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Facies Description, Depositional Environment and Petroleum Potential of the Lyons Sandstone, Colorado Front Range and Northeastern Denver Basin

Abstract

Abstract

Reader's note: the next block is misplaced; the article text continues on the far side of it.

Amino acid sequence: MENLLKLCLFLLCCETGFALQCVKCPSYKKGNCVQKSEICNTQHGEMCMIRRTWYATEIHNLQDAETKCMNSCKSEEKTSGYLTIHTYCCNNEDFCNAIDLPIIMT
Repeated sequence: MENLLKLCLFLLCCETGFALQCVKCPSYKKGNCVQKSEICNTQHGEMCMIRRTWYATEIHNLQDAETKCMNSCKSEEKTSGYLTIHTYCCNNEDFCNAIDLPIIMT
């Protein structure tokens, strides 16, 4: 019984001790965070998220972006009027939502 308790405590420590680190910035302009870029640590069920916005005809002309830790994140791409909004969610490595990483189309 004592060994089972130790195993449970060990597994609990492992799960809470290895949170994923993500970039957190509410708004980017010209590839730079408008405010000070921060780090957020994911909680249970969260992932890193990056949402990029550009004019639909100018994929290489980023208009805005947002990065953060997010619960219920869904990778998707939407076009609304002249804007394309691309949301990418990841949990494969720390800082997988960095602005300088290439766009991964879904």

The Permian (Leonardian) age Lyons Formation, composed mostly of fine- to medium-grained well-sorted quartz sandstone, crops out in the Front Range and is present in the subsurface of the Denver Basin in northeastern Colorado. This unit, 0-25 m thick, increases in thickness towards the south, and shows a regional differentiation in cementation patterns: the thicker portions of this unit in the south, but only in outcrop, are generally red, calcite-, clay and quartz cemented with hematite stains whereas in the northern portion of the study are and the subsurface this unit is white to grey with dolomite and anhydrite cement. Some distinct facies changes are also observed in this unit: in the northern portion of the study area, the sandstones are characterized by ripple marks, convolute lamination, water-escape structures and synsedimentary deformations on top of most units showing distinct large-scale cross bedding and preservation of the original dune relief. The southern outcrops, in contrast, show a distinct trend of sub-critically climbing translent strata and planar beds in sand sheet deposits, and pin-stripe lamination in lee side dune deposits in the lower part of the succession with overlying large-scale cross beds with a sharp planar top contact, and small-scale structures are largely absent. This study therefore interprets the Lyons Formation deposition as having taken place in a basin that deepened to the south where subsidence was higher than in the north. Large-scale cross beds in dune structures, well-sorting in individual lamina, sharp contact with underlying fluvial Fountain Formation indicate that Lyons deposition was most likely eolian in origin. Nevertheless, northern outcrops show an initial deposition under partly wet conditions as reflected by the abundant water-escape structures. The Lyons Formation is an active oil-producing unit in Northeastern Denver Basin. Oil traps in the Lyons sandstones are mainly caused by anticlinal folds and are therefore tectonic in origin. In addition, intense anhydrite cementation has formed porosity barriers which helped the entrapment of oil. Porosity of the formation varies from average of 3% to 12%, permeability is generally lower than 0.1 md. Oil production started in 1953 in Keota field, and at present there are five other fields with a total oil production of more than 12 million barrels.